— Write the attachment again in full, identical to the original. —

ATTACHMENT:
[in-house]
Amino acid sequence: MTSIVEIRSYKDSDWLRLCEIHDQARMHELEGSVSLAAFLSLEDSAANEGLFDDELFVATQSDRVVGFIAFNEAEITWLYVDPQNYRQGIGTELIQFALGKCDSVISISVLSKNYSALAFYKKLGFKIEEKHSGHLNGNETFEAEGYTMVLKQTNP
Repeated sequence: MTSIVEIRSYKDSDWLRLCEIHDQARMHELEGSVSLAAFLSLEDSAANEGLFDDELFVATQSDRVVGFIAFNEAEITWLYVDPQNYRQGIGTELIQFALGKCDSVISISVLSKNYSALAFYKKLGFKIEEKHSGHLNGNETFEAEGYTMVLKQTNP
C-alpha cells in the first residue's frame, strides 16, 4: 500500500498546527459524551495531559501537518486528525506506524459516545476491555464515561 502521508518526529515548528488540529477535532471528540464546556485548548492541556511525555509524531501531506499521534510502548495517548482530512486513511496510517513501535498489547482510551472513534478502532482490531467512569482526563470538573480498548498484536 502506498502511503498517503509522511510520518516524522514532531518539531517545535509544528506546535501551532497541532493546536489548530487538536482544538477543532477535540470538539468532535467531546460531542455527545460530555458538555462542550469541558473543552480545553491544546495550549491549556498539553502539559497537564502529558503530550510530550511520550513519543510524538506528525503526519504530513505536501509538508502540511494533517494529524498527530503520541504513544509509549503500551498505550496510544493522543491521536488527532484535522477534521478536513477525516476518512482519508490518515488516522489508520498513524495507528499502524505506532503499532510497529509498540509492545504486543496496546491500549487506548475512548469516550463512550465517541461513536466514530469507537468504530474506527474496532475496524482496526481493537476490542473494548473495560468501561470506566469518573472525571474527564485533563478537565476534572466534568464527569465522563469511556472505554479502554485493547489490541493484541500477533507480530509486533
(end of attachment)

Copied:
[in-house]
Amino acid sequence: MTSIVEIRSYKDSDWLRLCEIHDQARMHELEGSVSLAAFLSLEDSAANEGLFDDELFVATQSDRVVGFIAFNEAEITWLYVDPQNYRQGIGTELIQFALGKCDSVISISVLSKNYSALAFYKKLGFKIEEKHSGHLNGNETFEAEGYTMVLKQTNP
Repeated sequence: MTSIVEIRSYKDSDWLRLCEIHDQARMHELEGSVSLAAFLSLEDSAANEGLFDDELFVATQSDRVVGFIAFNEAEITWLYVDPQNYRQGIGTELIQFALGKCDSVISISVLSKNYSALAFYKKLGFKIEEKHSGHLNGNETFEAEGYTMVLKQTNP
C-alpha cells in the first residue's frame, strides 16, 4: 500500500498546527459524551495531559501537518486528525506506524459516545476491555464515561 502521508518526529515548528488540529477535532471528540464546556485548548492541556511525555509524531501531506499521534510502548495517548482530512486513511496510517513501535498489547482510551472513534478502532482490531467512569482526563470538573480498548498484536 502506498502511503498517503509522511510520518516524522514532531518539531517545535509544528506546535501551532497541532493546536489548530487538536482544538477543532477535540470538539468532535467531546460531542455527545460530555458538555462542550469541558473543552480545553491544546495550549491549556498539553502539559497537564502529558503530550510530550511520550513519543510524538506528525503526519504530513505536501509538508502540511494533517494529524498527530503520541504513544509509549503500551498505550496510544493522543491521536488527532484535522477534521478536513477525516476518512482519508490518515488516522489508520498513524495507528499502524505506532503499532510497529509498540509492545504486543496496546491500549487506548475512548469516550463512550465517541461513536466514530469507537468504530474506527474496532475496524482496526481493537476490542473494548473495560468501561470506566469518573472525571474527564485533563478537565476534572466534568464527569465522563469511556472505554479502554485493547489490541493484541500477533507480530509486533